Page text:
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film review

A scene from “The Patron Saints”

Over a period of five years, filmmakers Brian M. Cassidy and Melanie Shatzky followed the residents in an unnamed American nursing home to create a unflinching look at the inevitable tragedy that is senescence. In The Patron Saints, they provide no facts or figures, no last names and no diagnoses. Instead, one of the younger inmates, a disabled man named Jim with a wry sense of humour, plays narrator, introducing us to his fellow patients as the camera lingers on a confused face or a leathery limb, a beige corridor or a kindly nurse.

Mainly, this observational realism serves the filmmakers exceedingly well, creating a humane, almost elegiac atmosphere, with occasional flashes of black humour, all of it heightened by a soundtrack of choral music that culminates in Arvo Part's ethereal version of My Heart's in the Highlands.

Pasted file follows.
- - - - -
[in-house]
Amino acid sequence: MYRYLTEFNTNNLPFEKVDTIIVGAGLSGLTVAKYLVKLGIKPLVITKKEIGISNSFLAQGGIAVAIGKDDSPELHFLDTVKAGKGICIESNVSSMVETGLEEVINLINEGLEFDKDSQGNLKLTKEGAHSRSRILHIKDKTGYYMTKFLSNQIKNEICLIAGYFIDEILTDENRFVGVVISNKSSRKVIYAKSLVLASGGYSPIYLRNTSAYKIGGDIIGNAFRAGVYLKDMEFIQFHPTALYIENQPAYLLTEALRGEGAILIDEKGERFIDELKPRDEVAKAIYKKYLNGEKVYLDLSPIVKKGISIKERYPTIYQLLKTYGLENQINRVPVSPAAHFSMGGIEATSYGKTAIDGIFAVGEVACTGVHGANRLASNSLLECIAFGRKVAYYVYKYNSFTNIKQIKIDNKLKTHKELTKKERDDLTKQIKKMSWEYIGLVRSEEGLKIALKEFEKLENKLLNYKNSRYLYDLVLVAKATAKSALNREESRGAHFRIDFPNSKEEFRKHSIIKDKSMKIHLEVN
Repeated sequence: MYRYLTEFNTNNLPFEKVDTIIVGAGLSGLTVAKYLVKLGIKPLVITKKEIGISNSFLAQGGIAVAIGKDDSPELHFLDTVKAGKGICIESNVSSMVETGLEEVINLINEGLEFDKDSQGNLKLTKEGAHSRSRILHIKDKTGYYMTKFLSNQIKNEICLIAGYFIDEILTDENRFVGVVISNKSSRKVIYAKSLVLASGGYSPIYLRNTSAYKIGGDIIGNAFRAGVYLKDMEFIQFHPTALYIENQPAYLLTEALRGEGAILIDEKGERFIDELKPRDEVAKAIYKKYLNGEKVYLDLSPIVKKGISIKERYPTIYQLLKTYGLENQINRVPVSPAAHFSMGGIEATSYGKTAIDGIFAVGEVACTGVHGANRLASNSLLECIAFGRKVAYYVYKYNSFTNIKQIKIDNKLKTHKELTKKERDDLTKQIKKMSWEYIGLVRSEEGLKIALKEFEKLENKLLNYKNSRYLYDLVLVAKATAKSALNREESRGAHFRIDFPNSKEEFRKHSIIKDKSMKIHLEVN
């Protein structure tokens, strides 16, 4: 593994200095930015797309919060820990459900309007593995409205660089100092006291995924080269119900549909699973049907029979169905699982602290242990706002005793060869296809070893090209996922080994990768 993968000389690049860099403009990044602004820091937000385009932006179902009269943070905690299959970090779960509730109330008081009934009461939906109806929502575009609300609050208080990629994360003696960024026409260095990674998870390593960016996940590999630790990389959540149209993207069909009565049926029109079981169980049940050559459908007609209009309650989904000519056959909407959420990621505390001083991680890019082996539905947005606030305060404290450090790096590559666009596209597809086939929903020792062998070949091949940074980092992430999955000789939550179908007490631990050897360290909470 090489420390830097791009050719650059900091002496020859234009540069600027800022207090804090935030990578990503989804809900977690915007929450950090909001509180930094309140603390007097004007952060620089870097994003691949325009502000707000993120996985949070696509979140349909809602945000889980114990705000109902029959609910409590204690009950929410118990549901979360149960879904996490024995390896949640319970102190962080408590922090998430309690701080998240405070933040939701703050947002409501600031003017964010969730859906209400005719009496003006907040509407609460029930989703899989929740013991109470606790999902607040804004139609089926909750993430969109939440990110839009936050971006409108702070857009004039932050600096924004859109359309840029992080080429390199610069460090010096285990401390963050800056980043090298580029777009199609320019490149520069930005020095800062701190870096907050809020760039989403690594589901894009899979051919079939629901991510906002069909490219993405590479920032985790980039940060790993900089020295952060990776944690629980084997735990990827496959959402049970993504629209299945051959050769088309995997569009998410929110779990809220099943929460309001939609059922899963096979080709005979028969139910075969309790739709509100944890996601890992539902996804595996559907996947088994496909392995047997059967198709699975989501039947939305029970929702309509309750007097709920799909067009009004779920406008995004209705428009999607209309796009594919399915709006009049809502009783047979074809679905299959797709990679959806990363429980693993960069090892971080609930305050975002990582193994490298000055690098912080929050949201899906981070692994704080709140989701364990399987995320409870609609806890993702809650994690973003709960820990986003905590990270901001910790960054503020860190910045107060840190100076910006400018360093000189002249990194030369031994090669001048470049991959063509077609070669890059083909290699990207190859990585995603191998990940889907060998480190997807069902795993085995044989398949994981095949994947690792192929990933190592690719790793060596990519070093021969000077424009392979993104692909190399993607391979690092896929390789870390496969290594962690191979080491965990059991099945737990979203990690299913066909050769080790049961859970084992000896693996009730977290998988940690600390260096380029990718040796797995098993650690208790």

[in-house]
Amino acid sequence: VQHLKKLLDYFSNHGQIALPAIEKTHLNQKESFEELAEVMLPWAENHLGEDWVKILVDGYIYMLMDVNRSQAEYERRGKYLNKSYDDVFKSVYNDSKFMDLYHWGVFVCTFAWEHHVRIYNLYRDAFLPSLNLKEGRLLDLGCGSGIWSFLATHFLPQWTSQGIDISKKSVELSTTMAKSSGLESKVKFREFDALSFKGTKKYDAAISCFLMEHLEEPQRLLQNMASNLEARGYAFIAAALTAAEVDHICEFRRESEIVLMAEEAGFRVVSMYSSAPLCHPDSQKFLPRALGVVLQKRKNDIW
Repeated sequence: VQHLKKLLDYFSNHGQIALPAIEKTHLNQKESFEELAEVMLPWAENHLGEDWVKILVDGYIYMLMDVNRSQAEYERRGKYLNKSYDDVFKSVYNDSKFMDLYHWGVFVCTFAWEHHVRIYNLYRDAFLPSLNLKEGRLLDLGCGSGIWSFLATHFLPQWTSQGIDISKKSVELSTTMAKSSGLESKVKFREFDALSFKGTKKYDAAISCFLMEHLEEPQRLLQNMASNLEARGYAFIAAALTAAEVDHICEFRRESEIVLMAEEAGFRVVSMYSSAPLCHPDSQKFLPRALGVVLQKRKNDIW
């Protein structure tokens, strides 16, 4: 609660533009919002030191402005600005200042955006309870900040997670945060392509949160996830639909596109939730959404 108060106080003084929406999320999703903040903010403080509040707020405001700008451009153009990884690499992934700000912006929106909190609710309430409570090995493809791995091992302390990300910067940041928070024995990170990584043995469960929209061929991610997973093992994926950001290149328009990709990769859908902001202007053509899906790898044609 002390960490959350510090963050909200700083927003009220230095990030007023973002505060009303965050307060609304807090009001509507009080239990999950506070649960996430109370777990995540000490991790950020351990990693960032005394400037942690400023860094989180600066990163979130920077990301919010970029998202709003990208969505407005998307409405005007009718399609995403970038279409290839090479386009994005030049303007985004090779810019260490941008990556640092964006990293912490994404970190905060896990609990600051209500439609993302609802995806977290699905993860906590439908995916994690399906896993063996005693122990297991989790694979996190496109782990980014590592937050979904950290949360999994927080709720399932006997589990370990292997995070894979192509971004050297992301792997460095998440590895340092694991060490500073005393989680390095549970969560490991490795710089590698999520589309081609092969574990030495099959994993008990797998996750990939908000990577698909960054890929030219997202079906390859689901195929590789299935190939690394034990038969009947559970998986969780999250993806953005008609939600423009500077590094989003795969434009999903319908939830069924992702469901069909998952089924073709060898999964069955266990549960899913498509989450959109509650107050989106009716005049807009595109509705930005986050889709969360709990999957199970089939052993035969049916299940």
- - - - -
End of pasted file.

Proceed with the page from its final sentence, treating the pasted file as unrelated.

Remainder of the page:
We do not need to know what specific form of dementia plagues Florence to understand the nature of her repeated queries "What am I doing here? How long have I been here?" and to feel anguish when she quietly but quite lucidly announces that if she can't get out of here, she will take a stocking and strangle herself. (All one might wonder is how such a person can possibly give informed consent to being filmed.)

Occasionally, however, Cassidy and Shatzky overreach: Images of the nearby garbage dump establish a heavy-handed metaphor out of keeping with the rest of the film, while the lack of any additional information about the patients occasionally denies viewers their empathy. In particular, Jim's fate at the end of the film remains frustratingly mysterious.

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